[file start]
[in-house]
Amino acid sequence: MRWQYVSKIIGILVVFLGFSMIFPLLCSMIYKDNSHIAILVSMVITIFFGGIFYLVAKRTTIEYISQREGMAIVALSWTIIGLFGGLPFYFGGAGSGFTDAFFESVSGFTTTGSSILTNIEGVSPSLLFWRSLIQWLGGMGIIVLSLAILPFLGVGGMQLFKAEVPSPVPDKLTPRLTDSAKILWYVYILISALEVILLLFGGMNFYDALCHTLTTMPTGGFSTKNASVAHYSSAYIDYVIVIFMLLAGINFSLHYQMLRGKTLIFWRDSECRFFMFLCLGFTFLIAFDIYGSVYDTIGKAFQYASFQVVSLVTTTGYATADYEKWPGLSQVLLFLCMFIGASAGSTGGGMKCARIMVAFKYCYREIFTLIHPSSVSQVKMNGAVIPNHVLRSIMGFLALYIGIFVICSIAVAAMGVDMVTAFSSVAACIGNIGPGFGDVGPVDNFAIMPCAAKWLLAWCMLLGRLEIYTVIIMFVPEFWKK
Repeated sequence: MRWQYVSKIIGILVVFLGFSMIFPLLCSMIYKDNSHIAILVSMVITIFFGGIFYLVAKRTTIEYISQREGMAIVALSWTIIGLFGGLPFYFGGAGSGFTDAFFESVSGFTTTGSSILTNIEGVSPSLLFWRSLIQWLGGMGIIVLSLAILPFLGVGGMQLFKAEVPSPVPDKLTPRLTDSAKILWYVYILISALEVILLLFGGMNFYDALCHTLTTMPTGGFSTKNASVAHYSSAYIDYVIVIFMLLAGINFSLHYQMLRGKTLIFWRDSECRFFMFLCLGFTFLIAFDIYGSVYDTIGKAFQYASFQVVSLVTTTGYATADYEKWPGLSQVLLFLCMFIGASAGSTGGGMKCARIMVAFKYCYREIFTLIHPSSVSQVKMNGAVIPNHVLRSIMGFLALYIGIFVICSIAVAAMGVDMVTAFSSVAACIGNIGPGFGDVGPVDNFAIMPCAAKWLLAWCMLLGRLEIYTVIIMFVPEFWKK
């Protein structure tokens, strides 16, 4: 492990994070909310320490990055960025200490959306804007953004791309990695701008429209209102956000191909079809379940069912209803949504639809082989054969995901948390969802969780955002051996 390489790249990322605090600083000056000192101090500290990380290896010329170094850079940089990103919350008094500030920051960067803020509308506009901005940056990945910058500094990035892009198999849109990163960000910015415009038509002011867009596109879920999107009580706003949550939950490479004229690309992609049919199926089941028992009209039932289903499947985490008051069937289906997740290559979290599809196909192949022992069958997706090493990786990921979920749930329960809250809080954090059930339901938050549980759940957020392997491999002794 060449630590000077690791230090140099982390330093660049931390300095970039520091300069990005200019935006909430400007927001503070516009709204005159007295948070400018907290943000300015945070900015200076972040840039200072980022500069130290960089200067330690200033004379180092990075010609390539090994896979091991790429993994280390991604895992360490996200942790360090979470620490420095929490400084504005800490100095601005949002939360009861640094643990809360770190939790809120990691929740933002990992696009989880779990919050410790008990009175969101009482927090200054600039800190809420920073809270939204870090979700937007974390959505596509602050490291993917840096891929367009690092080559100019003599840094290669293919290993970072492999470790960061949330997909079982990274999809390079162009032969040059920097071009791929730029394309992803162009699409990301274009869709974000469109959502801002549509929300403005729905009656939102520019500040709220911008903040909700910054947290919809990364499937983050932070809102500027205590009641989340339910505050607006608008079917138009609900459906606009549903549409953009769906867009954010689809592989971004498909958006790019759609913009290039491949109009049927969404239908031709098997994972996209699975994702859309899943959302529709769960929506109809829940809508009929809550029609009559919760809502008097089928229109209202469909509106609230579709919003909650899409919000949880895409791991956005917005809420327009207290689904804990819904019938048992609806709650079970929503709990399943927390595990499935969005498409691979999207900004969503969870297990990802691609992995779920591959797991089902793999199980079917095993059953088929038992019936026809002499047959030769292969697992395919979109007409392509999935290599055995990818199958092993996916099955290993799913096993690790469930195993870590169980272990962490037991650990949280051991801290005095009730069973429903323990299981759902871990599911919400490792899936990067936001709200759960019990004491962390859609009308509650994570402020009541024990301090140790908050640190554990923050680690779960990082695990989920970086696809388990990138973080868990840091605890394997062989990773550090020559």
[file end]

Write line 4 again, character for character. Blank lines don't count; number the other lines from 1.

């Protein structure tokens, strides 16, 4: 492990994070909310320490990055960025200490959306804007953004791309990695701008429209209102956000191909079809379940069912209803949504639809082989054969995901948390969802969780955002051996 390489790249990322605090600083000056000192101090500290990380290896010329170094850079940089990103919350008094500030920051960067803020509308506009901005940056990945910058500094990035892009198999849109990163960000910015415009038509002011867009596109879920999107009580706003949550939950490479004229690309992609049919199926089941028992009209039932289903499947985490008051069937289906997740290559979290599809196909192949022992069958997706090493990786990921979920749930329960809250809080954090059930339901938050549980759940957020392997491999002794 060449630590000077690791230090140099982390330093660049931390300095970039520091300069990005200019935006909430400007927001503070516009709204005159007295948070400018907290943000300015945070900015200076972040840039200072980022500069130290960089200067330690200033004379180092990075010609390539090994896979091991790429993994280390991604895992360490996200942790360090979470620490420095929490400084504005800490100095601005949002939360009861640094643990809360770190939790809120990691929740933002990992696009989880779990919050410790008990009175969101009482927090200054600039800190809420920073809270939204870090979700937007974390959505596509602050490291993917840096891929367009690092080559100019003599840094290669293919290993970072492999470790960061949330997909079982990274999809390079162009032969040059920097071009791929730029394309992803162009699409990301274009869709974000469109959502801002549509929300403005729905009656939102520019500040709220911008903040909700910054947290919809990364499937983050932070809102500027205590009641989340339910505050607006608008079917138009609900459906606009549903549409953009769906867009954010689809592989971004498909958006790019759609913009290039491949109009049927969404239908031709098997994972996209699975994702859309899943959302529709769960929506109809829940809508009929809550029609009559919760809502008097089928229109209202469909509106609230579709919003909650899409919000949880895409791991956005917005809420327009207290689904804990819904019938048992609806709650079970929503709990399943927390595990499935969005498409691979999207900004969503969870297990990802691609992995779920591959797991089902793999199980079917095993059953088929038992019936026809002499047959030769292969697992395919979109007409392509999935290599055995990818199958092993996916099955290993799913096993690790469930195993870590169980272990962490037991650990949280051991801290005095009730069973429903323990299981759902871990599911919400490792899936990067936001709200759960019990004491962390859609009308509650994570402020009541024990301090140790908050640190554990923050680690779960990082695990989920970086696809388990990138973080868990840091605890394997062989990773550090020559």